Mission Lodge to get new facilities to woo more visitors


The ministerial delegation and the DMC team touring the Mission Lodge site

The site was toured on Friday by Tourism and Culture Minister Alain St Ange and representatives of Destination Management Companies (DMCs) who gave their views on the new re-development.

For a long while, security was a major concern for the DMCs, which had included Mission Lodge on their itinerary of Mahé excursions.  However, there have been many instances where visitors were robbed and even mugged and cars broken into, resulting in negative publicity for the entire destination.

The DMCs said the fact that the site was a few years ago given to a Russian investor, who had grandiose plans for large structures which never materialised, has only contributed to its present state of abandonment.

The site has now been handed back to the Department of Tourism, through the Seychelles Heritage Foundation, who was represented on Friday by its chief executive Patrick Nanty.

After sounding out the DMCs’ views on the present development, Mr St Ange said that while the  spectacular view of west Mahé was a good selling point, there are few such historical sites in Seychelles.

He noted that Mission Lodge was the place where freed slaves were housed and schooled by the Anglican Mission in the late 19th century. There is even a cemetery, part of the Mission Ruins where some former slaves, as well as the son of a Scottish missionary, are buried.

Mr St Ange said efforts are being made through the UNWTO (United Nations World Trade Organisation), of which Seychelles is an active member, to get Mission Lodge listed as a World Heritage site by Unesco.

Archaeological digs on the site last year, with the assistance of an expert from Kenya, which turned up old coins, pottery and other artefacts, are aimed at boosting Seychelles’ chances vis-à-vis Unesco.

Mr St Ange said DMCs are of the view that sign boards, photos and paintings should be put up to render the history more visible. 

He noted that some paintings of famous English painter Marianne North, who lived for a while in Seychelles, featured the Mission Lodge among the scenes of Seychelles.

“It should not be just a walk-among-trees experience,” he said, adding that Mission Lodge is an important part of Seychelles’ history, which must be re-lived to show visitors that we have had a good inter-mix of cultures, which is why our society is a vivid example of racial harmony today.

Mr St Ange also deplored the fact that another unique site -- the Port Glaud waterfall owned by the Catholic Mission -- has been abandoned by the same Russian “investor”. 

He noted that the site, close to the popular Port Launay beach, already featured on tourism catalogues and visitors often complain that it is now inaccessible.

On the Mission Lodge, he also said that the viewing point needs to be re-built to make it more secure and ideally comprise a small exhibition hall and cafeteria, with adequate facilities to allow visitors to relax and take souvenir photographs.

Mr Nanty outlined some of the plans which the Heritage Foundation has for Mission Lodge. He said a small but adequate reception/information centre or “pavilion” is being proposed in the present parking area, which will be resurfaced and subsequently used as a drop-off area only.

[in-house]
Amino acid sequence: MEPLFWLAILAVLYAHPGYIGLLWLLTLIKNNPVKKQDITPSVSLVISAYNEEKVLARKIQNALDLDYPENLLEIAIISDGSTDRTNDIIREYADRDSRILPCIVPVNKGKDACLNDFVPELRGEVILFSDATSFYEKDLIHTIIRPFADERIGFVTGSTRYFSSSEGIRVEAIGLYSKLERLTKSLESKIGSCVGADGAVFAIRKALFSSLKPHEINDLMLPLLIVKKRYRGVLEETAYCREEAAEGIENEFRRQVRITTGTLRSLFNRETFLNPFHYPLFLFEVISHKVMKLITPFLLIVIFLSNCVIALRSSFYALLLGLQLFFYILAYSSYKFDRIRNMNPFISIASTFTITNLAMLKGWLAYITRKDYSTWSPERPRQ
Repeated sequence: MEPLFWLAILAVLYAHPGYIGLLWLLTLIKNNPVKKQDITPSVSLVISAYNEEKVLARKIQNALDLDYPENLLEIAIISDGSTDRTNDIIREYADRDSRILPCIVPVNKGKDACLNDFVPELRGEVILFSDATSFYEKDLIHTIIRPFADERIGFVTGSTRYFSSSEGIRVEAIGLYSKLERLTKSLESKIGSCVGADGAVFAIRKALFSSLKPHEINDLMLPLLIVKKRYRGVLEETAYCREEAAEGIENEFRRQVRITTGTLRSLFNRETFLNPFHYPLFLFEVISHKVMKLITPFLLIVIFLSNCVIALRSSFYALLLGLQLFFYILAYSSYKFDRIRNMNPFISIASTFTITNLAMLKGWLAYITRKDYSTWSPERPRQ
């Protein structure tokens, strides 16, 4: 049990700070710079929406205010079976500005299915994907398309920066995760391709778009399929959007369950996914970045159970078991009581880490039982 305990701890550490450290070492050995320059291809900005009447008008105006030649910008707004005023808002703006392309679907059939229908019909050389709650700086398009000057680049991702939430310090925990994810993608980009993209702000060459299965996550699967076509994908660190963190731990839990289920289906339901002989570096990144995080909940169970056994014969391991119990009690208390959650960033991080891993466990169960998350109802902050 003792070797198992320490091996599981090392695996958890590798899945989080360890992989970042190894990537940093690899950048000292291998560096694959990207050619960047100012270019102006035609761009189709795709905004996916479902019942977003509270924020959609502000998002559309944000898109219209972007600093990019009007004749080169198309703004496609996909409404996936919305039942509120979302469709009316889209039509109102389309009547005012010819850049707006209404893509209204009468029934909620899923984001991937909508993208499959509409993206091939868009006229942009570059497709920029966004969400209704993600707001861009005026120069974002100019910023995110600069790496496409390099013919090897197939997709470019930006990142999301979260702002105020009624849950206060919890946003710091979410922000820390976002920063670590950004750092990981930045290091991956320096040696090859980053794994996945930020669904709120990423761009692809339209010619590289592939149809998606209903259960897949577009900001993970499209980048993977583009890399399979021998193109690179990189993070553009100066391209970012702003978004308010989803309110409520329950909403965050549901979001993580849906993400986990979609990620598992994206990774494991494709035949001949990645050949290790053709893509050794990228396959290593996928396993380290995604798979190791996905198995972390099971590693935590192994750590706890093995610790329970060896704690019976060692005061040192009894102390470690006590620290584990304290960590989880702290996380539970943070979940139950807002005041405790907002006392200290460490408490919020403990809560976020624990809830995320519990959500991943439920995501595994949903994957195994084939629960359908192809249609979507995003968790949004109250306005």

The present parking area is extremely limited and often becomes chaotic. It is envisaged to provide a larger parking facility opposite the main entrance. 

The “pavilion” will house sanitary facilities for visitors -- now sadly non-existent -- as well as allowing for the control of paid entrance.

Mr Nanty also told the DMCs that the Mission Ruins will be cleaned, restored and cordoned off. The Ruins are a reminder of the settlement and school established in 1875.

“We should not fail this time,” he said, referring to the doomed Russian project.

Creole Travel Services owner Joe Albert said that while Mission Lodge was a favourite stopping point for Mahé excursions, there were often complaints of the lack of security.

The place, which is over 40,000 square metres comprising the Mission Ruins, Venn’s Town cemetery and a third parcel of land for extensions, is presently guarded by just two tourism police officers.

“Obviously the security situation was much better in 1972, when the Queen and the Duke of Edinburgh visited the site,” Mr Albert noted.

He however said the view should not be the only selling point as we must not forget our culture.

Freddy Karkaria of Select Seychelles said professional guides with sound knowledge of history should be an asset to the unique site. He also emphasised the visual impact of pictures and paintings featuring some aspects of the heritage.

Mr Karkaria said that the “Sandragon” trees that used to line both sides of the alley may be gone following their demise by a wilt disease some years ago, but the site clearly has other attractions.

Alan Mason of Mason’s Travel said the security situation is a pressing one. He added that Mission Lodge has great potential and should reclaim back its reputation as a favourite spot for land excursions on Mahé.

Other DMCs present for the tour were Seychelles European Reservations, owned by Daniella Payet-Alys, who also produces a glossy tourism magazine on Seychelles, and 7 Degrees South.

The new principal secretary for Tourism, Sherin Renaud, and his counterpart for Culture, Benjamine Rose, accompanied the minister on the tour.